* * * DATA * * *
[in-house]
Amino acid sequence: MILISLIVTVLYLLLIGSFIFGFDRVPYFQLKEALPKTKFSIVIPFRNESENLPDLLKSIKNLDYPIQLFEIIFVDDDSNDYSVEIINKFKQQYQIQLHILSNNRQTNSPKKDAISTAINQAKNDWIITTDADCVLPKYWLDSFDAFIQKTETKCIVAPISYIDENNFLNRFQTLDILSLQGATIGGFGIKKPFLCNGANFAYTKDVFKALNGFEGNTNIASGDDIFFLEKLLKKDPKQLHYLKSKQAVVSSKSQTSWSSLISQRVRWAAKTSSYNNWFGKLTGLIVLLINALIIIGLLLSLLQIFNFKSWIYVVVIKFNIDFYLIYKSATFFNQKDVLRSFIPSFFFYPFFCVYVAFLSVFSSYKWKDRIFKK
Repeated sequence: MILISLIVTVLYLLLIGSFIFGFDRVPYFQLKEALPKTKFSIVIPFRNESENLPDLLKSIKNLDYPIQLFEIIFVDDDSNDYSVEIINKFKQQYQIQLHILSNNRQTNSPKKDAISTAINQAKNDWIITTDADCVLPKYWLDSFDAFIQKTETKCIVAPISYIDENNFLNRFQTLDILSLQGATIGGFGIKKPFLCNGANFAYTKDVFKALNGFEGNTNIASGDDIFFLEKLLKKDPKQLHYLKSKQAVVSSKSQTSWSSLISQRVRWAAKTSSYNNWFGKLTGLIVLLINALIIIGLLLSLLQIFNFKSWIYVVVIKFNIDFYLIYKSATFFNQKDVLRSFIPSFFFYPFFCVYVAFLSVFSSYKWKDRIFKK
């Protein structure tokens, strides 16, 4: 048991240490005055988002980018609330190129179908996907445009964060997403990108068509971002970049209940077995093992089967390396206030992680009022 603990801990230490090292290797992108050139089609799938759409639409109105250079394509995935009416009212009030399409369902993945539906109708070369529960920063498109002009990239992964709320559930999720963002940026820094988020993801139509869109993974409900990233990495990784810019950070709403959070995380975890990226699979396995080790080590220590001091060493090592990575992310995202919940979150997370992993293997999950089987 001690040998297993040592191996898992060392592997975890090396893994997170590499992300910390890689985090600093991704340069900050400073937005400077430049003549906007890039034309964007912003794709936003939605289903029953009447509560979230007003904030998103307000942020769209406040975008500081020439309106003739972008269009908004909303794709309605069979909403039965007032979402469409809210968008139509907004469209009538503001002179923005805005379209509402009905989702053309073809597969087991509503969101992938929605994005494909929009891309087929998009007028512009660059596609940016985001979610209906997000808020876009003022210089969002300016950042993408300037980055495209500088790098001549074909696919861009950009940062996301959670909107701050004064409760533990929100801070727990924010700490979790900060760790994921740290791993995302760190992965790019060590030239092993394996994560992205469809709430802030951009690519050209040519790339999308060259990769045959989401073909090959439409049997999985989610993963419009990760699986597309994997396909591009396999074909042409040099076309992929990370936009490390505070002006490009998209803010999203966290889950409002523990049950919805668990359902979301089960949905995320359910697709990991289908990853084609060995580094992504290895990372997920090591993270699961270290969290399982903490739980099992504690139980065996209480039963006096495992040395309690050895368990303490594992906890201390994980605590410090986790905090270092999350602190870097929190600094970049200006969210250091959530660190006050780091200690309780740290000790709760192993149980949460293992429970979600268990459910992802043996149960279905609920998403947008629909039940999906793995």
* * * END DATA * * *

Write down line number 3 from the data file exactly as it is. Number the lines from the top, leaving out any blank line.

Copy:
Repeated sequence: MILISLIVTVLYLLLIGSFIFGFDRVPYFQLKEALPKTKFSIVIPFRNESENLPDLLKSIKNLDYPIQLFEIIFVDDDSNDYSVEIINKFKQQYQIQLHILSNNRQTNSPKKDAISTAINQAKNDWIITTDADCVLPKYWLDSFDAFIQKTETKCIVAPISYIDENNFLNRFQTLDILSLQGATIGGFGIKKPFLCNGANFAYTKDVFKALNGFEGNTNIASGDDIFFLEKLLKKDPKQLHYLKSKQAVVSSKSQTSWSSLISQRVRWAAKTSSYNNWFGKLTGLIVLLINALIIIGLLLSLLQIFNFKSWIYVVVIKFNIDFYLIYKSATFFNQKDVLRSFIPSFFFYPFFCVYVAFLSVFSSYKWKDRIFKK